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Publication numberUS6119635 A
Publication typeGrant
Application numberUS 09/009,471
Publication dateSep 19, 2000
Filing dateJan 20, 1998
Priority dateJan 20, 1998
Fee statusLapsed
Publication number009471, 09009471, US 6119635 A, US 6119635A, US-A-6119635, US6119635 A, US6119635A
InventorsKathleen Powell-Lesnick
Original AssigneePowell-Lesnick; Kathleen
Export CitationBiBTeX, EndNote, RefMan
External Links: USPTO, USPTO Assignment, Espacenet
Protective clothing for an animal
US 6119635 A
Abstract
A protective cover placed over the back of an animal to prevent the animal from removing a medicant placed on its back, prevents the animal from chewing or biting the area, and can also prevent sunburn. The protective cover substantially covers the back and sides of the animal, but is open on the underside of the animal to reduce a rise in body temperature when worn by the animal. The cover includes leg straps or loops for securing and positioning the article on the animal. Methods of use are also described.
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Claims(5)
What is claimed is:
1. An article of clothing for an animal, said article comprising a sheet of fabric which substantially covers the back and sides of the animal for protecting the skin of the animal, said fabric being a material which is substantially non-insulating and substantially open on the underside of the animal, said fabric and open underside preventing a substantial rise in body temperature of the animal when the article is being worn, said article further comprising a ruffled extension portion extending from the tail end of the article for extending past the torso at the tail end of the animal for protecting at least a portion of the tail area of the animal, wherein the extension portion is strapless such that it freely drapes over the tail such that the legs and rump of the animal are unencumbered by the extension portion.
2. The article of claim 1, wherein said sheet of fabric is substantially rectangular and comprises a strap or loop at each corner of said sheet for placing over a limb of the animal to maintain positioning of said article.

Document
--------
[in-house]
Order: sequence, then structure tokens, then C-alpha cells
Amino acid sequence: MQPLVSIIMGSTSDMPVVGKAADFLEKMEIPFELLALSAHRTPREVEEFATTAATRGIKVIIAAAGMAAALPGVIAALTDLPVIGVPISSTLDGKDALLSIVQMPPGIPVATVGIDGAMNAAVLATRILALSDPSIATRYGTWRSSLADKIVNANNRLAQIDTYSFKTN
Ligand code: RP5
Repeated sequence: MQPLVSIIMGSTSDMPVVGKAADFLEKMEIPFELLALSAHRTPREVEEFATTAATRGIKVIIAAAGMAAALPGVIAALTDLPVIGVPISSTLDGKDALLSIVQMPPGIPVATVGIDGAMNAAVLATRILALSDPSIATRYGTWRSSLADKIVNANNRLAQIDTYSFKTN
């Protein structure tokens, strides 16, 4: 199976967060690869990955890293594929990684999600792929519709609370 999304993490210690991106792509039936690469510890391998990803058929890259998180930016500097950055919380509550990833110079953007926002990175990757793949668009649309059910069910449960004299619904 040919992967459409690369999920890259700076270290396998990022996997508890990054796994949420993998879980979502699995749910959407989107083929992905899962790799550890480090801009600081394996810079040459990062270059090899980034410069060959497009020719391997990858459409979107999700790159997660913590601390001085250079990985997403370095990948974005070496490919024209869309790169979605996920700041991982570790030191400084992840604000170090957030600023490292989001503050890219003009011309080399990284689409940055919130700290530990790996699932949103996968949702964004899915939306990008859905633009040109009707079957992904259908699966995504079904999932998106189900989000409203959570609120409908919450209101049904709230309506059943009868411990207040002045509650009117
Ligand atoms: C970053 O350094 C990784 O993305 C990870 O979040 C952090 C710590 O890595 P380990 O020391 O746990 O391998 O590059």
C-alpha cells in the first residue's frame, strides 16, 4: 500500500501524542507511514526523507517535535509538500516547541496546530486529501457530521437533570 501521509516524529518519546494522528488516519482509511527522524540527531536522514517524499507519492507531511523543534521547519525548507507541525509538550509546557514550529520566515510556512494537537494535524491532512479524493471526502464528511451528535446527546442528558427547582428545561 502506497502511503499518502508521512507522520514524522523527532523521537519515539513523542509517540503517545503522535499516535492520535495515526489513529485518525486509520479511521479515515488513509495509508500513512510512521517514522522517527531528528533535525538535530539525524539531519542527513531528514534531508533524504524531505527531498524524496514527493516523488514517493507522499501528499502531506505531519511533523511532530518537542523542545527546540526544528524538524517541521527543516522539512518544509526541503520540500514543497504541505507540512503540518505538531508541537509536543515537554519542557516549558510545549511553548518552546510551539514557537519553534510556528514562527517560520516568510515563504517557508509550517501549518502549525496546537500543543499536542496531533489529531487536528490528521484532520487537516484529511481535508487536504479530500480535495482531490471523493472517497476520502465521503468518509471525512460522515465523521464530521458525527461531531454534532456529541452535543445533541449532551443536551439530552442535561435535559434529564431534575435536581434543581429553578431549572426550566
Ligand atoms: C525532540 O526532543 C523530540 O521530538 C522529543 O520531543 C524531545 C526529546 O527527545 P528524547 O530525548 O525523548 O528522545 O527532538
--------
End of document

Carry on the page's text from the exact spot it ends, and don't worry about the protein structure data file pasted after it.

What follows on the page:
3. A method for preventing overheating of an animal, having sensitive or pruritic skin, and preventing harm to the skin on the animal's back and tail, said method comprising:
applying a medicant to the skin on the back of the animal;
covering said medicated skin area with a substantially rectangular sheet of a substantially non-insulating material having a strap at each corner of the sheet for placement over each limb of the animal, thereby holding the sheet in place, said rectangular sheet further comprising a ruffled extension portion extending from the tail end of the article which extends past the torso at the tail end of the animal to cover at least a portion of the tail of the animal, wherein the extension portion is strapless such that it freely drapes over the tail such that the legs and rump of the animal are unencumbered by the extension portion.
4. A method for preventing sunburn on an animal said method comprising:
providing a substantially rectangular sheet of a substantially non-insulating material having straps or loops at each corner of the sheet for placement over each limb of the animal, thereby holding the sheet in place, said rectangular sheet further comprising a ruffled extension portion extending from the tail end of the article which extends past the torso at the tail end of the animal to cover at least a portion of the tail of the animal, wherein the extension portion is strapless such that it freely drapes over the tail such that the legs and rump of the animal are unencumbered by the extension portion; and
placing said rectangular sheet over the back of the animal while leaving the underside of the animal uncovered.
5. A method for preventing an animal from removing a medicant applied to the back and tail area of the animal, wherein said method comprises the steps of